A powerful storm sweeping north through the Bering Strait on Saturday caused widespread flooding in several coastal communities in western Alaska, knocking out power and forcing residents to flee to higher ground.
The force of the water moved some houses off their foundations and a house in Nome floated down a river until it got stuck on a bridge.
The powerful storm – remnant of Typhoon Merbok – influenced weather patterns as far away as California, where high winds and a rare late summer rainstorm were expected.
In Alaska, no injuries or deaths were immediately reported, said Jeremy Zidek, spokesman for the Alaska Department of Homeland Security and Emergency Management. Officials had warned that some places could experience their worst flooding in 50 years and the high waters could take up to 14 hours to recede.
Governor Mike Dunleavy issued a disaster declaration during the day.
The nearly 1,000-mile (1,609-kilometer) storm front damaged roads and potentially other infrastructure, Dunleavy said at a Saturday night news conference. Officials will assess any effects on water and sewer systems, levees, fuel storage areas, airports and ports.
Representatives from the Federal Emergency Management Agency were already in Alaska before the storm hit, and Dunleavy said they would stay to help assess the damage.
“Our goal is to do the assessments as soon as possible,” he said. “We are going to act as quickly as possible to provide relief, to ensure recovery, to provide the essentials that people need.”
Among the hardest-hit communities is Golovin, a village of about 170 residents who have mostly sought shelter in a school or three hillside buildings. Winds in the village blew over 60mph (95kph) and the water rose 11ft (3.3m) above the normal high tide line and is expected to rise further 2 feet (60 centimeters) Saturday before peaking.
“Most of the lower part of the community is completely awash with flooded structures and buildings,” said Ed Plumb, a meteorologist with the National Weather Service in Fairbanks.
Clarabelle Lewis, facilities manager for the tribal government, Chinik Eskimo Community, was among those who sought refuge on the hill overlooking Golovin. She and others were weathering the storm in the tribal office after securing items in their homes from high winds and helping neighbors do the same.
“The winds howled; it was loud,” she said.
Most communities experienced wind gusts ranging from 41 mph (66 kph) to 67 mph (108 kph), but Cape Romanzof experienced peak winds of 91 mph (146 kph), the weather service said.
Lewis has never experienced such a storm in 20 years at Golovin.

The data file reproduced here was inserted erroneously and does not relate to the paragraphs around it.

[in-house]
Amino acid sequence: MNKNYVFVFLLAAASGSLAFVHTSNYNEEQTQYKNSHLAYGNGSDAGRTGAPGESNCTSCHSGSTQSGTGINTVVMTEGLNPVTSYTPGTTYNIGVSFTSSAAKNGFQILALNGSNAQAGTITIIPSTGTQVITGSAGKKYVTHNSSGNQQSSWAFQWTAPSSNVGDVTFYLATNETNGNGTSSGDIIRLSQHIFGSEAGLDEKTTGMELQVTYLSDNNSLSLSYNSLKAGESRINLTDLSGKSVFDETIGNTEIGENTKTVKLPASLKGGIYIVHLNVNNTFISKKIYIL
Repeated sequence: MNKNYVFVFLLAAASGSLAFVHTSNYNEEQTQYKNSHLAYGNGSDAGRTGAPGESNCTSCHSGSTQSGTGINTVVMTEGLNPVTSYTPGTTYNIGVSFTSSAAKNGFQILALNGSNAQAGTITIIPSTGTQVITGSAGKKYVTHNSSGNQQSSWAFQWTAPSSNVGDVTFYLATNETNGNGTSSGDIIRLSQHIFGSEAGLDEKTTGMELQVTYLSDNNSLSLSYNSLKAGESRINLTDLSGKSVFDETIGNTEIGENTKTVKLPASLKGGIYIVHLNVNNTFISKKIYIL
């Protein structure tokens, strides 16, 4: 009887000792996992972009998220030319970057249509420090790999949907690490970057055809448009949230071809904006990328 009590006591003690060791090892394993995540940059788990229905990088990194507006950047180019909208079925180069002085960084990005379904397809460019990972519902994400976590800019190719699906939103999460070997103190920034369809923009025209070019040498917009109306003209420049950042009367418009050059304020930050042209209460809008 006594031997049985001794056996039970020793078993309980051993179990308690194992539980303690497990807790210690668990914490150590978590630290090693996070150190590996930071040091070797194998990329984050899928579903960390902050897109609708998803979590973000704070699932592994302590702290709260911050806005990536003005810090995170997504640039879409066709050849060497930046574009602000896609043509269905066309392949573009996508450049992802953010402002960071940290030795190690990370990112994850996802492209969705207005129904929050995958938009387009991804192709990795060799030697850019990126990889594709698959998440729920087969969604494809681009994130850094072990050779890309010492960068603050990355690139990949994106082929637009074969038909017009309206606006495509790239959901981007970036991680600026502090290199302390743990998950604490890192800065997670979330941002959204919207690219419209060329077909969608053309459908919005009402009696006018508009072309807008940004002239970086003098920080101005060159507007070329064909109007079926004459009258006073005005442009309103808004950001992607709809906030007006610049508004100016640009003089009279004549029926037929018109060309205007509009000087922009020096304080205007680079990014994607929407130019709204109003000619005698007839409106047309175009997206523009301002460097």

“We’ve had flooding in the past, but it’s never been this bad,” she said. “We have never had houses moved from their foundations.”
Flooding was also reported in Hooper Bay, St. Michael’s, Unalakleet and Shaktoolik, where waves crashed over the berm in front of the community, Plumb said.
In Hooper Bay, more than 250 people took shelter inside the school, public radio station Bethel KYUK reported. The village is one of the largest on the coast with almost 1,400 inhabitants.
The school’s deputy principal, Brittany Taraba, said three houses were knocked down and large parts of the village were flooded.
Residents support each other, including donating recently captured and processed moose to feed those sheltering at the school.
“It’s really amazing to watch this community,” Taraba told KYUK.
Plumb said the storm would cross the Bering Strait on Saturday and then track into the Chukchi Sea.
“And then it’ll kind of park up and get weaker just west of Point Hope,” he said of the community on Alaska’s northwest coast.
He said there would be high water near the northern Bering Sea until Saturday evening before levels began to drop until Sunday. Rising water levels further north in the Chukchi Sea and Kotzebue Strait regions were expected through Sunday.
In northern California, wind gusts of up to 40 mph (64 km/h) were forecast overnight Saturday through Sunday morning along coastal areas from Sonoma County to Santa Cruz and at higher elevations in the Sierra Nevada, the weather service said.
Such strong winds can knock down branches and drought-stressed trees and cause power outages, said Weather Services meteorologist Ryan Walbrun.
The storms were expected to begin Sunday morning and dump up to 3 inches (7.6 centimeters) of rain in coastal areas of Sonoma County and slightly less as the rains move south toward the San Francisco area and into the Santa Cruz Mountains, Walbrun said.
“It’s pretty heavy rain for this start to the season,” he said, adding that the storms are expected to continue intermittently through at least Monday, making commutes to work wet with slippery roads.
In the Sierra Nevada foothills northeast of the state capital, Sacramento, fire crews battled what became the state’s largest wildfire so far this year. While rain is needed, winds were a concern for crews battling the Mosquito Fire, which was 21% contained Saturday morning.
“The winds will certainly cause erratic fire behavior” that could ignite new hot spots despite the welcome humidity, Cal Fire spokesman Scott McLean said. “The rain won’t put out the fire but it will help.”
Gecker reported from San Francisco.
This story was originally published September 17, 2022 6:28 p.m.